The Right Duff

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Camping Special, April 1997

The Right Duff

Are you sure you know what it takes to pick the perfect campsite?
By Brad Wetzler

In Plato’s realm of ideals, you’d find the perfect campsite floating in the ether, next to a crystal mountain stream and a wheel of good Camembert. But in the here and now, landing a supreme home away from home takes planning–and some knowledge. Environmental concerns, of course, are extremely important, as are those of aesthetics. Here are a
few rules to satisfy both.

There’s nothing wrong with hand-me-downs. According to the National Outdoor Leadership School, the most environmentally friendly way to select a campsite is to move into an existing one, complete with downtrodden grass and a blackened stone fire ring. How is this low-impact? “The damage has already been done,” says Tom Reed, an instructor at the
Lander, Wyoming-based school. “Your waffle-stompers aren’t going to kill dead grass, are they?”

If you must start from scratch, be sensitive. Pick a durable spot that shows no signs of previous use, and stay off fragile vegetation, such as alpine tundra and desert cryptobiotic soil. In the mountains, camp below timberline on decomposing forest litter. In the desert, look for slickrock instead of pitching camp in the sand; the tiny plant life
will thank you, and you won’t get grit in your sleeping bag. Finally, hide your campsite–preferably in a wooded area or behind a boulder–so your tent won’t spoil the scene for others.

Build it, and they probably won’t come. Wildlife, that is. To increase your chances of spotting game, and to keep water sources bacteria-free, camp at least 200 feet from lakes, ponds, and streams. If you’re quiet, you’ll see wildlife wending to the watering hole at dusk for a nightcap. Which raises the issue of what they do to the water: Before swimming or using the water to wash pots and pans, you should scout for droppings near the source. And, of course, even if none are apparent, you should always either boil the water or run it through a filter before drinking.

Positioning is everything. Pick a site that’s far from stagnant water and its inevitable by-product, mosquitoes. A steady breeze will also keep the bugs at bay. Conventional wisdom says that you should choose a site with an eastern exposure if the prevailing winds are from the west, southern exposure if the winds are from the north, and so on. But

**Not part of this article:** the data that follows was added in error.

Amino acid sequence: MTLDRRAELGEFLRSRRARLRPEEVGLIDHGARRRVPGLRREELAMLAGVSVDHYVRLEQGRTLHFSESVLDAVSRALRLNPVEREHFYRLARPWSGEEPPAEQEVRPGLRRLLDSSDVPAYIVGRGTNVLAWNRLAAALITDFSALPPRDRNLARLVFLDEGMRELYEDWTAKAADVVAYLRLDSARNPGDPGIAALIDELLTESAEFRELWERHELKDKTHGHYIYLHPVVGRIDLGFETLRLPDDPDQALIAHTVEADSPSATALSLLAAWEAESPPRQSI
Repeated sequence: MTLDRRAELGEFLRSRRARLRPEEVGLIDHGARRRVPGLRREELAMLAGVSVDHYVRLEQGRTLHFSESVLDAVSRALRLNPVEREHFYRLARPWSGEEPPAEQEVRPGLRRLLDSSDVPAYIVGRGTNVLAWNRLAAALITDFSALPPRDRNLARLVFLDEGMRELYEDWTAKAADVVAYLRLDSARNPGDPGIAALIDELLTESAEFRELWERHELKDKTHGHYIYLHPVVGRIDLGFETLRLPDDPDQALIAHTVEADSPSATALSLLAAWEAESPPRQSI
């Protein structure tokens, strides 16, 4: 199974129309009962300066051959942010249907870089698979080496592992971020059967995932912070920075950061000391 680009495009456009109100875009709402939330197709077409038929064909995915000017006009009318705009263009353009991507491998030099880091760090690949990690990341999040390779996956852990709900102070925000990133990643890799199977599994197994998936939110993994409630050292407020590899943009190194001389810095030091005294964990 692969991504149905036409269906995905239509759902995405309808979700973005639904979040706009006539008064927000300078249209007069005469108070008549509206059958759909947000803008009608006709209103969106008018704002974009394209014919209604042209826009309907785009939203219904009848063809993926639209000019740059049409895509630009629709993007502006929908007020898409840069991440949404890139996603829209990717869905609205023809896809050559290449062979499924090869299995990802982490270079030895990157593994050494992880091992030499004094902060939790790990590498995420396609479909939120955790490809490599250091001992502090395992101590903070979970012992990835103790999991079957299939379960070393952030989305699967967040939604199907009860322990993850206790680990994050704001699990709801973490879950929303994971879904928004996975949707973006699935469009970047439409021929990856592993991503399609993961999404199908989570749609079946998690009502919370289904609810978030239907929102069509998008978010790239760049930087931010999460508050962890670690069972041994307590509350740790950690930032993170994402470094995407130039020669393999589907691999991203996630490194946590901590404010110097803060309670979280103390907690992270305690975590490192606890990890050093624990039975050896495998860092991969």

a growing chorus of campers has begun to sing the praises of this method: Point the door of your tent straight into the wind, and leave an opening so that it inflates; stretching the nylon, they claim, keeps the tent quieter. If you’re camping near a lake during the summer, pitch your tent on ground that’s 10 to 20 feet higher than the water, which can keep you up to ten degrees
cooler. Finally, take advantage of that natural air-conditioner, shade, by erecting your tent on the south or southeast side of trees. One caveat, though: Some trees are safer than others. For a reason that science has yet to determine, lightning favors oak, ash, pine, and poplar. Less likely to be hit are beech and fir. If you’re canoe camping, islands make great sites. They tend
to come equipped with meadows for your tents, groves of trees for shade, and sandbars or big rocks to stretch out on. Finally, to forestall a throbbing noggin in the morning, pitch your tent in a place where your feet can be level with or lower than your head while you sleep.

You’ll need a roomy kitchen. If you can make it jibe with other concerns, try to find a spot with an efficient kitchen space–namely, a flat, roomy rock sheltered from the wind. But make sure it’s at least 20 feet away and downwind from your tent. If you’re going to cook on an open blaze, make sure the ground is composed of mineral soil, such as
sand or stream gravel, which will keep fire from spreading underground through the root systems of trees.

Remember, you’re spending the night, not starting a civilization. As important as finding that perfect patch of duff is knowing when enough’s enough. With the exception of food and a few other essentials, the less equipment you bring, the more “outdoorsy” your campsite will feel. If possible, leave the tent at home. Bivouacking is easier on the
environment in every way–and billions of twinkling stars are far more sleep-provoking than ripstop nylon.

Illustrations by Ross MacDonald

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